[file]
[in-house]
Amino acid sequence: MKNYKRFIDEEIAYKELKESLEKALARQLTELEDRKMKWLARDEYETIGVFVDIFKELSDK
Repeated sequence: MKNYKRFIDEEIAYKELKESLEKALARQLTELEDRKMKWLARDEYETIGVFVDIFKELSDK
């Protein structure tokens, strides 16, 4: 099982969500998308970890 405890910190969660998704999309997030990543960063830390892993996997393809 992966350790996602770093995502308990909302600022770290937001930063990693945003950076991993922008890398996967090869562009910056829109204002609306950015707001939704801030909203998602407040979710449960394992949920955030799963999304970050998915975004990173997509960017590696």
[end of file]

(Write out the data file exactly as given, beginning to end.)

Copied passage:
[in-house]
Amino acid sequence: MKNYKRFIDEEIAYKELKESLEKALARQLTELEDRKMKWLARDEYETIGVFVDIFKELSDK
Repeated sequence: MKNYKRFIDEEIAYKELKESLEKALARQLTELEDRKMKWLARDEYETIGVFVDIFKELSDK
């Protein structure tokens, strides 16, 4: 099982969500998308970890 405890910190969660998704999309997030990543960063830390892993996997393809 992966350790996602770093995502308990909302600022770290937001930063990693945003950076991993922008890398996967090869562009910056829109204002609306950015707001939704801030909203998602407040979710449960394992949920955030799963999304970050998915975004990173997509960017590696």